The last time members of the political establishment and media commentators seriously grappled with the question posed by my title occurred in the weeks following Senator John McCain's seemingly mercurial and impulsive selection of Alaskan Governor Sarah Palin as his vice presidential running mate. Many would say that doubts about the intellectual and leadership fortitude of Ms. Palin as a possible successor to an elderly and illness-prone Senator McCain, had he prevailed in the 2008 U.S. presidential election, was a leading factor in persuading many independent voters, and even some Republicans, to cast their votes for Barack Obama.
Despite the continued doubts about her intellectual acumen among many powerbrokers within the Republican Party, echoed by the intuitive feeling among Democrats that if the GOP selected Sarah Palin as their 2012 presidential nominee this would be the best guarantor of a second term in office for President Obama, an objective assessment of Palin's political viability leads to a different conclusion. No doubt, Sarah Palin (along with many other figures within America's political establishment) is profoundly ignorant in matters of foreign policy and macroeconomics. However, as the election of George W. Bush to the presidency demonstrated, the intellectual capacity of the commander-in-chief is not a priority among the majority of the American electorate. In a national edifice dominated by corporate media and ten-second sound bites, Palin has demonstrated that she is highly accomplished in the attributes that tend to attract interest and support among the electorate. With Sarah Palin having emerged from the midterm elections as the most visible and potent political brand in the GOP, and likely to further enhance her political rock-star status with her recent television series, Sarah Palin's Alaska and forthcoming promotional tour in connection with her new book, America By Heart, there is little doubt that should she enter the race for the Republican presidential nomination, Palin would prove to be a formidable competitor.
If Sarah Palin were to be the GOP's standard bearer in 2012, those who might be praying for such an outcome within the leadership circles of the Democratic National Committee better be careful what they wish for. If the economy were to miraculously recover and the current calamitous joblessness rate significantly recede, the power of incumbency would normally be sufficient to assure Obama would prevail over any Republican challenger in 2012. However, what if the American heartland remains devastated by an unrelenting Great Recession? In a time of economic crisis compounded by never-ending wars abroad against an elusive and ill-defined enemy, Americans like other peoples throughout history may clutch at the charismatic alternative with easy answers and inspiring patriotic slogans. In addition, there is the Tea Party movement, already anointing Sarah Palin as its principle icon, which may prove to be a decisive force in mobilizing alienated Americans on behalf of Palin in a presidential contest with Obama.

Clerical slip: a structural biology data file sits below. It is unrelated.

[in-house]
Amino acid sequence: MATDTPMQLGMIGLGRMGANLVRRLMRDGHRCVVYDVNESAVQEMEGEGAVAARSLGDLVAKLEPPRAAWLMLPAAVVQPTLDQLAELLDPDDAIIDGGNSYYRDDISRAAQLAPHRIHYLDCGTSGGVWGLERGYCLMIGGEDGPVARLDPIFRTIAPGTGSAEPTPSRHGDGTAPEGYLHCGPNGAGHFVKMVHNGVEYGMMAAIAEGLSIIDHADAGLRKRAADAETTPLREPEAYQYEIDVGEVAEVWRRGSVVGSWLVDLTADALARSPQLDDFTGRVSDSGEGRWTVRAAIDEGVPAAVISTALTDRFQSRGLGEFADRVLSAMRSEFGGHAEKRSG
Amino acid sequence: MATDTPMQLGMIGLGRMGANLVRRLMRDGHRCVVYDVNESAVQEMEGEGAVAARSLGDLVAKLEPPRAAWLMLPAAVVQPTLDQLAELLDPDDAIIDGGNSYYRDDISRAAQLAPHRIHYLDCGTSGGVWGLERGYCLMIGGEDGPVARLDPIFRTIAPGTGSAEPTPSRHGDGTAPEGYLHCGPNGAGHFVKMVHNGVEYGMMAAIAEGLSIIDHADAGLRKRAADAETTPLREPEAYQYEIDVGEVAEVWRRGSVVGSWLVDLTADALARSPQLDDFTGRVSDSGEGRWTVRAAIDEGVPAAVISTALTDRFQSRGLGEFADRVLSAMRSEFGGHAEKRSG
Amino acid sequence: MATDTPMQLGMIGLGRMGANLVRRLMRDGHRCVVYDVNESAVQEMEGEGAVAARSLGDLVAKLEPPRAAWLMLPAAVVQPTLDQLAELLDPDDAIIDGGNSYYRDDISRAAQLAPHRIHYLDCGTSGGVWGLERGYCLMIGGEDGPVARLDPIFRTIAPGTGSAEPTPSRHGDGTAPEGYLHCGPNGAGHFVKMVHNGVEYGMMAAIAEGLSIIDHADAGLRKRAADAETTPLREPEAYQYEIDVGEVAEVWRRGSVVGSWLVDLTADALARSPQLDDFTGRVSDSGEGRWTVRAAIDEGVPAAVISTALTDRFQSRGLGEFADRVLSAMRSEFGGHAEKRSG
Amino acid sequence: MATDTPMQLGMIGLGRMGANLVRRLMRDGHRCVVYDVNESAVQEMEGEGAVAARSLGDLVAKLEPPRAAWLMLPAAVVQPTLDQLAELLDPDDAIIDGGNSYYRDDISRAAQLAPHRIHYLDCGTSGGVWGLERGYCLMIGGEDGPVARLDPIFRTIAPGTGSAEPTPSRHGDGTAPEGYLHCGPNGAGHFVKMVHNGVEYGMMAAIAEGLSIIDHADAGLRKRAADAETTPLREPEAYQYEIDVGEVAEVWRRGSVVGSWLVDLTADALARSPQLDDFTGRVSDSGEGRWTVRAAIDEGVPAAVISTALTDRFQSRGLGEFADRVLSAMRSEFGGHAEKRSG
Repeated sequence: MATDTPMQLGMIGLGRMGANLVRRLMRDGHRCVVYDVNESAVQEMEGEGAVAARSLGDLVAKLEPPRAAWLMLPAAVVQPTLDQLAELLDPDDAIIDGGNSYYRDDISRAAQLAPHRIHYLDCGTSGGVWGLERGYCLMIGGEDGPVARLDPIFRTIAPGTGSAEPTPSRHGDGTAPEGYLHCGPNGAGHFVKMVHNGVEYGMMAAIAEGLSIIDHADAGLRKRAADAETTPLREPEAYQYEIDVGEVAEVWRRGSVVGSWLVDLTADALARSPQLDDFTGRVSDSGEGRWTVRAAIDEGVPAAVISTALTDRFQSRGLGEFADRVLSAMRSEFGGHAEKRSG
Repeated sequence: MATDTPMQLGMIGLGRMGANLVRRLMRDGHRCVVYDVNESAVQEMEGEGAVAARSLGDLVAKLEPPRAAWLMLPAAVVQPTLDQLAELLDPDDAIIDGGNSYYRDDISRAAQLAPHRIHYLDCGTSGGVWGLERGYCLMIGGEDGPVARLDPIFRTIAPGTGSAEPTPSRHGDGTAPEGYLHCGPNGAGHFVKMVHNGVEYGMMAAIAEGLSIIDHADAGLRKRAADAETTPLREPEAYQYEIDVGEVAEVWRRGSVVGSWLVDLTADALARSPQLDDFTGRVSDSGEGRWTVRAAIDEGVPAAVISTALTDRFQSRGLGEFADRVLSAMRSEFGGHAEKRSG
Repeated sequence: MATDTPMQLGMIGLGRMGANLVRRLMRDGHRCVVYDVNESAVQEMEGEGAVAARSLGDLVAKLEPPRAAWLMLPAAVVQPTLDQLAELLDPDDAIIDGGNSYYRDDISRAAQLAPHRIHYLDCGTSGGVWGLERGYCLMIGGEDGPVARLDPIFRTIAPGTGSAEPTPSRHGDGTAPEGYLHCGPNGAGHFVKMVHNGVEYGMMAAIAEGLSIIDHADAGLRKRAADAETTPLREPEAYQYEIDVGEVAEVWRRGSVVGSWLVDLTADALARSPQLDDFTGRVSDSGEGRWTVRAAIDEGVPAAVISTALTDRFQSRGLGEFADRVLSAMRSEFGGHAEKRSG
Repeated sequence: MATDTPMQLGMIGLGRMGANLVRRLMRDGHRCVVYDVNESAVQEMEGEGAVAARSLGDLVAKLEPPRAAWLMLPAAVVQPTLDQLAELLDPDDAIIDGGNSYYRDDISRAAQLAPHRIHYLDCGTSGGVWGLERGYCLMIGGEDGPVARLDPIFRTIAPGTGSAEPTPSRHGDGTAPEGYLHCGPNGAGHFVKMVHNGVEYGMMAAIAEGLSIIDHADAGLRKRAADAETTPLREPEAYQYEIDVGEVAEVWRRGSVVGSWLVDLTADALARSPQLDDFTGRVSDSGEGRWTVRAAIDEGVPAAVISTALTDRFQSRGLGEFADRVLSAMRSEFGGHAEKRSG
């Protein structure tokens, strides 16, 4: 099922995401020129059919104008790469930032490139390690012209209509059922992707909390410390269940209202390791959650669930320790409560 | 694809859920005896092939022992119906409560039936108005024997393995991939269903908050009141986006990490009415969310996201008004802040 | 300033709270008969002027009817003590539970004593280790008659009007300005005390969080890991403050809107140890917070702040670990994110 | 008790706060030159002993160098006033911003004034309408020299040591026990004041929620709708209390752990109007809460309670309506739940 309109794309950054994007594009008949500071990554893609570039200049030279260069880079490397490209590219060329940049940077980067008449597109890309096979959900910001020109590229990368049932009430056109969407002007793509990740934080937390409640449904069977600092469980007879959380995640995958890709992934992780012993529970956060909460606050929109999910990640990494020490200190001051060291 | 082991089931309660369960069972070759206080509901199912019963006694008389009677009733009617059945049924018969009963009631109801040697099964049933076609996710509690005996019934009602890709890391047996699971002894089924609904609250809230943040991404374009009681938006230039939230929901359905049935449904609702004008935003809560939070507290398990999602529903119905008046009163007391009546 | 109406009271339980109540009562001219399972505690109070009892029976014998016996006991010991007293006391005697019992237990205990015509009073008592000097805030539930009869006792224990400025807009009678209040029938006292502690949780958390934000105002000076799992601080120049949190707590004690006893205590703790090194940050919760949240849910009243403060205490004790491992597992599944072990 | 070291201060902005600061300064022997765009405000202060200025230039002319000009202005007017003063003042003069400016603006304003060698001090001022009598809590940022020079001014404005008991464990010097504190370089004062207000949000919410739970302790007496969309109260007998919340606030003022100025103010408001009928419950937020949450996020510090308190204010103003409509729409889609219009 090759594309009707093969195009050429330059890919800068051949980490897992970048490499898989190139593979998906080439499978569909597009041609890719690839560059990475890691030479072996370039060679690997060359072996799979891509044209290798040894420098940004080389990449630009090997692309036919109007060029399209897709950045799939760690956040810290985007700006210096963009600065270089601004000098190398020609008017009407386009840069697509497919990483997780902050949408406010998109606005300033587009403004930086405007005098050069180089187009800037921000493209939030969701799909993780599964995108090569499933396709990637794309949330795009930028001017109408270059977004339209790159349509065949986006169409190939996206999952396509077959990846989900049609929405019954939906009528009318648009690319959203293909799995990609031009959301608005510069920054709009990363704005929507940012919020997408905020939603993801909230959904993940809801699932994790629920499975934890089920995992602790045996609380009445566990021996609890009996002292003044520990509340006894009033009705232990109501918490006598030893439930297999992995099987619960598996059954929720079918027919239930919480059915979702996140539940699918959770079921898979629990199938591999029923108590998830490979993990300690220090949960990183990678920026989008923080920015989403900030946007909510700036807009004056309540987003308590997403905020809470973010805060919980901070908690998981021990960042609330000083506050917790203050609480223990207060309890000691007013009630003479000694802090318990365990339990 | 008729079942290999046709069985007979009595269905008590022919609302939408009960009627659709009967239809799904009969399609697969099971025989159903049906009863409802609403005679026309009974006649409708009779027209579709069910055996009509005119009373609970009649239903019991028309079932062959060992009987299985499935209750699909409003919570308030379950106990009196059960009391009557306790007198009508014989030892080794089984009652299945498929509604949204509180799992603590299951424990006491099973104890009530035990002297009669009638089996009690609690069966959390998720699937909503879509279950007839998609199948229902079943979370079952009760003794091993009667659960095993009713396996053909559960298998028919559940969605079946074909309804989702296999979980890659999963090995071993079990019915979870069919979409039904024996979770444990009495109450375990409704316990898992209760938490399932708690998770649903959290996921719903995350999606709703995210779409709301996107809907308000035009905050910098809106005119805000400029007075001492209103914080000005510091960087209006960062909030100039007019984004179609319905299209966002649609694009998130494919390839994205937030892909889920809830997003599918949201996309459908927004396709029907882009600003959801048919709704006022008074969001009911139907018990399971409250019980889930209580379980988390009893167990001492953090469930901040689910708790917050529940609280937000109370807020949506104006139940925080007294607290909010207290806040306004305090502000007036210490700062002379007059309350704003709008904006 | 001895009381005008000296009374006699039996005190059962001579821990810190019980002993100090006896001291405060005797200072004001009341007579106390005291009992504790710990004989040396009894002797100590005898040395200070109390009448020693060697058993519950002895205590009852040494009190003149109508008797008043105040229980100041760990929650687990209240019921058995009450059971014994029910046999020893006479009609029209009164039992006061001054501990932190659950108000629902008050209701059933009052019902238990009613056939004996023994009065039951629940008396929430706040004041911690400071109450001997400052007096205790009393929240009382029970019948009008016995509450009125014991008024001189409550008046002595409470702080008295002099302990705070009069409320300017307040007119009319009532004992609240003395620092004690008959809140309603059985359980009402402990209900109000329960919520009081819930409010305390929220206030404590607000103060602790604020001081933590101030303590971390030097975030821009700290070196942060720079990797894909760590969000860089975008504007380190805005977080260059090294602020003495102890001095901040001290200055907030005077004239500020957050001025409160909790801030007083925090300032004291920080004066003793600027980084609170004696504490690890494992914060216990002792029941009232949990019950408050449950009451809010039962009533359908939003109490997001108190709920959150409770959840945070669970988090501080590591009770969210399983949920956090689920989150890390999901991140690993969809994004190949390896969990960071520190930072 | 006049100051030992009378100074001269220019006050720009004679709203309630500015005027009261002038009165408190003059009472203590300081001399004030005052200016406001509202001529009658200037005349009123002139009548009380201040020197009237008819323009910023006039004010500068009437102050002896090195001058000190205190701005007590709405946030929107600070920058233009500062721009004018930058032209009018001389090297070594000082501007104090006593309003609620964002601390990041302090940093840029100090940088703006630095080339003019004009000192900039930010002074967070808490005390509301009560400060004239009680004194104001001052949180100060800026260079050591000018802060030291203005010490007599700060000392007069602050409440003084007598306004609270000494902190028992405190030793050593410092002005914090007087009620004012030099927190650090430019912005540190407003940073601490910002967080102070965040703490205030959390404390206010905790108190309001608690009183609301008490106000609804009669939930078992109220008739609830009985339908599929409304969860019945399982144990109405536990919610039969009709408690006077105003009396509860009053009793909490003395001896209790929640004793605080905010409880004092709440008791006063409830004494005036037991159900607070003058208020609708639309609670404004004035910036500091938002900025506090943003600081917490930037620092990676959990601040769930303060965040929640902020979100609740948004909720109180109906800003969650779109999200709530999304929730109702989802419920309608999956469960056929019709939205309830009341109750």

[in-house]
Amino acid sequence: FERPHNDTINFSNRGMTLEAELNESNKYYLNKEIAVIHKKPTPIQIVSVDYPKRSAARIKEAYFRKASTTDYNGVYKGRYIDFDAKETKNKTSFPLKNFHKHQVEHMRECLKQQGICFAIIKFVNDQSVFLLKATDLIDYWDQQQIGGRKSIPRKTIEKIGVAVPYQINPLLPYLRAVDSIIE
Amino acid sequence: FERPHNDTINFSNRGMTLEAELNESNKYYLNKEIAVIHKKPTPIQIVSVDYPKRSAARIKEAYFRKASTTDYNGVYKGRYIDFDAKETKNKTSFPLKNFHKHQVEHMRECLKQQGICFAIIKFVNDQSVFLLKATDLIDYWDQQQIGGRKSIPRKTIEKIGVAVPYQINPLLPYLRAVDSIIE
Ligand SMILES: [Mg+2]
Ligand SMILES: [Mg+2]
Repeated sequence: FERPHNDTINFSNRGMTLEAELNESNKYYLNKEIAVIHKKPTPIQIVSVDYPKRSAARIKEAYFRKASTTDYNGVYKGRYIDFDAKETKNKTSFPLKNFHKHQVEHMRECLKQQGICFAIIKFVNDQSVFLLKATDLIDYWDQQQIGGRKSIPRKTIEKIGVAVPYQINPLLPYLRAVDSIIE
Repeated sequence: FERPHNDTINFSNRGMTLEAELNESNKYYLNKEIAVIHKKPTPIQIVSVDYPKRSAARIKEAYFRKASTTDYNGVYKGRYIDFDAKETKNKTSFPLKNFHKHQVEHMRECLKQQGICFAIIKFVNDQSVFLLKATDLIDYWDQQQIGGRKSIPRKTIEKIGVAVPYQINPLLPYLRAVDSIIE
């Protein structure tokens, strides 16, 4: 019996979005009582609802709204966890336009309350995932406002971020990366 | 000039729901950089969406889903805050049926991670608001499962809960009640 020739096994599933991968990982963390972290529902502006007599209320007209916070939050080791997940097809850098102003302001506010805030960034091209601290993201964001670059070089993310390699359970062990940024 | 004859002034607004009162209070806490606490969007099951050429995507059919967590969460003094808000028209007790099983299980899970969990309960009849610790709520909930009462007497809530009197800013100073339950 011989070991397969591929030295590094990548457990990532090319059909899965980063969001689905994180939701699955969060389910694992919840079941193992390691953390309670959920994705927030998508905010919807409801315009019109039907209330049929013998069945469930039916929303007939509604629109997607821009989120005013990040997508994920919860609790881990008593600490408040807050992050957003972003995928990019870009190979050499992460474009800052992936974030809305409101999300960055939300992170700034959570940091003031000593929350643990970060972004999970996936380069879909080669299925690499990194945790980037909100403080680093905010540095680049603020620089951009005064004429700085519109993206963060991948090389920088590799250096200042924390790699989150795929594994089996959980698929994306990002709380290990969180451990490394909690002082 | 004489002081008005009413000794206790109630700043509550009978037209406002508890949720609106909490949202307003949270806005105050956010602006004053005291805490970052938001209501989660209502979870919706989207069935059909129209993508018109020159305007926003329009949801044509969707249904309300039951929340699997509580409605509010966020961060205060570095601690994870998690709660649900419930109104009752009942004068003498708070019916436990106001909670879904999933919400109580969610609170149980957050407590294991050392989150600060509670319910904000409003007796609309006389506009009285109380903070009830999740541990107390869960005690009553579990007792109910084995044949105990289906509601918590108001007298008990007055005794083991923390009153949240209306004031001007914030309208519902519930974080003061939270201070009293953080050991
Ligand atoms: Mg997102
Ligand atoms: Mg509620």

The possibility of a Palin presidency cannot be dismissed as logically impossible under the circumstances I have described, and it behooves serious thinkers to reflect on the implications for America and the world if in fact Sarah Palin were to run for president, and prevail over Barack Obama on November 6, 2012. I have done so in my novel, Sarah Palin Apocalypse Americana, which presents a scenario for the first few months in office of a hypothetical Palin presidential administration. There are elements in Palin's background, past statements on the public record and demonstrated proclivities that offer much to speculate on.
In her role as the toastmaster of the Tea Party movement and most right-wing corner of the Republican Party, Ms. Palin has demonstrated an intolerance of Americans who harbor views that are contrary to those of Palin and her followers. She has frequently used extreme rhetoric in describing those who do not follow her brand of conservatism as not being merely "liberal," but "socialists" as well, the implication being that they are somehow un-American. On domestic policy, it is highly likely that Sarah Palin in the White House would contribute to further polarization among the American people.
It is in the arena of foreign policy, however, where I believe a Palin presidency would prove to be a nightmare for America and the world. As far back as the 2008 presidential campaign, then vice presidential candidate Palin told reporters that she supported the Republic of Georgia acceding to full NATO membership while the South Ossetia war was raging between that country and Russia (a war instigated by Georgia) even if that meant an eventual military conflict between Russia and the United States. Palin may lack in-depth knowledge on the Northern Caucasus, but that did not inhibit her from supporting policy prescriptions that could very well lead to global war between the two leading nuclear powers. The impulsive naivete Palin demonstrated at that time is a clear marker of the potential dangers that lurk for world peace, if such an individual were to become America's next commander-in-chief. The neoconservatives who advise her on foreign policy cannot be expected to be a restraining influence; on the contrary, the neocons are likely to exploit a President Palin to further advance their theories on employing American military power on behalf of their desire to impose "American values" on other countries through force.
Rather than ridicule and seek to belittle Sarah Palin, who continues to advance her political brand despite the arrows of skepticism that have been thrown at her since 2008, those who recognize the acute dangers that would flow from a future Palin presidency should find ways of clearly articulating those dangers so that the electorate will be informed, before it is too late.